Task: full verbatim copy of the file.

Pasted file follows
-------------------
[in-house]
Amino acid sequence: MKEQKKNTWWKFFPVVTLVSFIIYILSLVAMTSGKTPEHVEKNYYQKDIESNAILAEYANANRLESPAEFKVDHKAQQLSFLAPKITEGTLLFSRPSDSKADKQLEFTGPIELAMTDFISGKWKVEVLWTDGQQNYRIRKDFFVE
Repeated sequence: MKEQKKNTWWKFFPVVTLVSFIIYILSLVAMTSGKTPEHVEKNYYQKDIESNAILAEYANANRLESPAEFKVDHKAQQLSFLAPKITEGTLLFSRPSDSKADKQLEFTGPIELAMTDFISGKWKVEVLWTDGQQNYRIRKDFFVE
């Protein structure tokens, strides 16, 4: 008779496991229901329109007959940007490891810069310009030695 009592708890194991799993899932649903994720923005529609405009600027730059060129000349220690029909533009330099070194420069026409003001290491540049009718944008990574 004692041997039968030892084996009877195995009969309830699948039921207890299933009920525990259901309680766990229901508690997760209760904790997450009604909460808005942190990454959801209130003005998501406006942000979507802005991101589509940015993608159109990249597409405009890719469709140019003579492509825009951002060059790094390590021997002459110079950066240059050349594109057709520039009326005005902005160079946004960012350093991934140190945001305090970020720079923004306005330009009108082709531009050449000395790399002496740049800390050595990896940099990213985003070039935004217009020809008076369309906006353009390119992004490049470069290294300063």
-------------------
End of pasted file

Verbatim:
[in-house]
Amino acid sequence: MKEQKKNTWWKFFPVVTLVSFIIYILSLVAMTSGKTPEHVEKNYYQKDIESNAILAEYANANRLESPAEFKVDHKAQQLSFLAPKITEGTLLFSRPSDSKADKQLEFTGPIELAMTDFISGKWKVEVLWTDGQQNYRIRKDFFVE
Repeated sequence: MKEQKKNTWWKFFPVVTLVSFIIYILSLVAMTSGKTPEHVEKNYYQKDIESNAILAEYANANRLESPAEFKVDHKAQQLSFLAPKITEGTLLFSRPSDSKADKQLEFTGPIELAMTDFISGKWKVEVLWTDGQQNYRIRKDFFVE
């Protein structure tokens, strides 16, 4: 008779496991229901329109007959940007490891810069310009030695 009592708890194991799993899932649903994720923005529609405009600027730059060129000349220690029909533009330099070194420069026409003001290491540049009718944008990574 004692041997039968030892084996009877195995009969309830699948039921207890299933009920525990259901309680766990229901508690997760209760904790997450009604909460808005942190990454959801209130003005998501406006942000979507802005991101589509940015993608159109990249597409405009890719469709140019003579492509825009951002060059790094390590021997002459110079950066240059050349594109057709520039009326005005902005160079946004960012350093991934140190945001305090970020720079923004306005330009009108082709531009050449000395790399002496740049800390050595990896940099990213985003070039935004217009020809008076369309906006353009390119992004490049470069290294300063």